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Thucydides Roundtable, Book VI: Spot the Alcibiades Points

[by T. Greer]

 I spent the later part of my teenage years in the forbidding climes of southeastern Minnesota. In those days I’d often hear a joke that I sometimes still repeat:

“In Minnesota we have four seasons: near-winter, winter, still-winter,… and road construction.”

Minnesota’s northern reaches are pockmarked with lakes and marshes. Its southern parts have a few of those as well, but the landscape is different: timber forests and cat-tail bogs give way to broadleaf groves and corn-rowed farms. Flat and stagnant marshes are replaced by rivers and streams set between rolling hills. If the characteristic geographic feature of central and southern Minnesota is the lake, then the dominating feature of her southeast is almost certainly these wooded hills.

In Minnesota winters, these hills suck.

It was on those sucky, icy hills I first learned how to drive. I still remember the first 40 foot climb I made after an ice storm had struck the town. For those of you who don’t know—and outside of the Great Lakes and New England, ice storms are uncommon—an ice storm is a bizarre but dangerous sort of storm where water falls from the sky just as it normally does, in large liquid drops. As soon as those drops hit the ground, however, they freeze immediately on whatever they land on. In place of a layer of snow or hail is a glistening sheet of ice. Heavier than snow, the ice soon caves in homes, topples trees, and snaps power lines. More slick than hail, it turns driveways into skating rinks and highways into death traps. It also makes driving up a Minnesota hill very, very difficult.

The key to making the ascent is a slow and steady climb. If you go forward too fast your snow tires will find no grip. But you must move forward. If you take your foot off the gas pedal. even for the smallest moment, you invite death (or an expensive insurance claim) to your door. When the road is that slick, the car cannot stay in place. In that day not even your parking breaks will be of any use to you. Either you press forward, or you find yourself in a terrifying, uncontrollable slide back down the hill.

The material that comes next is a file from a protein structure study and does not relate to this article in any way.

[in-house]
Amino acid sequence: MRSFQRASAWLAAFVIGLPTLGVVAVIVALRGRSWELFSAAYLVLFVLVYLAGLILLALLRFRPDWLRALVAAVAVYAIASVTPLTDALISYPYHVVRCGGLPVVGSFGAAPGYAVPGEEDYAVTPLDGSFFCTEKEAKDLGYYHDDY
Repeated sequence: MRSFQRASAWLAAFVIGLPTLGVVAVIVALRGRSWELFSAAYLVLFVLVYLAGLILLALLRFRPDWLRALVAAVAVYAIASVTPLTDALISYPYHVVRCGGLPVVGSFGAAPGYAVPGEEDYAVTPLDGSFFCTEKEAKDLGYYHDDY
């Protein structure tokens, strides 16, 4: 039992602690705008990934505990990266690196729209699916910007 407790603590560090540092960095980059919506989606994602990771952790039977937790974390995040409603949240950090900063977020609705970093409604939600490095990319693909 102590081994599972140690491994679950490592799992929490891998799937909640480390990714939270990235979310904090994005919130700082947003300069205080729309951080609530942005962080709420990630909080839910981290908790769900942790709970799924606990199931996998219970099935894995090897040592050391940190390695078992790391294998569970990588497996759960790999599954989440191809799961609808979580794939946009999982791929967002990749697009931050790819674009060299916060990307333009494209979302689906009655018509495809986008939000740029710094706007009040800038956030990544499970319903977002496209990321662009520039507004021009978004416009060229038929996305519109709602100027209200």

This moment—the moment where you are offered an unfeeling binary between surging forward and crashing backward—is the Alcibiades point.< Alcibiades, son of Cleinias, defended the Athenian invasion of Sicily with an interesting argument:

Moreover, we cannot fix the exact point at which our empire shall stop; we have reached a position in which we must not be content with retaining what we have but must scheme to extend it for, if we cease to rule others, we shall be in danger of being ruled ourselves.” (6.17)

Pericles famously argued that the Athenians should “attempt no new conquests, and expose the city to no new hazards” (2.65). Alcibiades was too young at the time of Pericles’ reign to debate him then, but his rebuttal came nonetheless. In Hellas there cannot be a sated power. Athens was not a polis “inactive by nature [and] could not choose a quicker way to ruin itself than by suddenly adopting such a policy” (6.17). Both Athenian culture and regime type awarded the daring and bold; this daring must be turned outwards before it turned inward. Her wealth was won through the spoils of empire—an empire whose strength was only as staunch as its subjects believed it to be. It was an empire built for war and conquest—and if this carefully constructed constellation of oppression did not keep spinning, it satellites would careen out of orbit.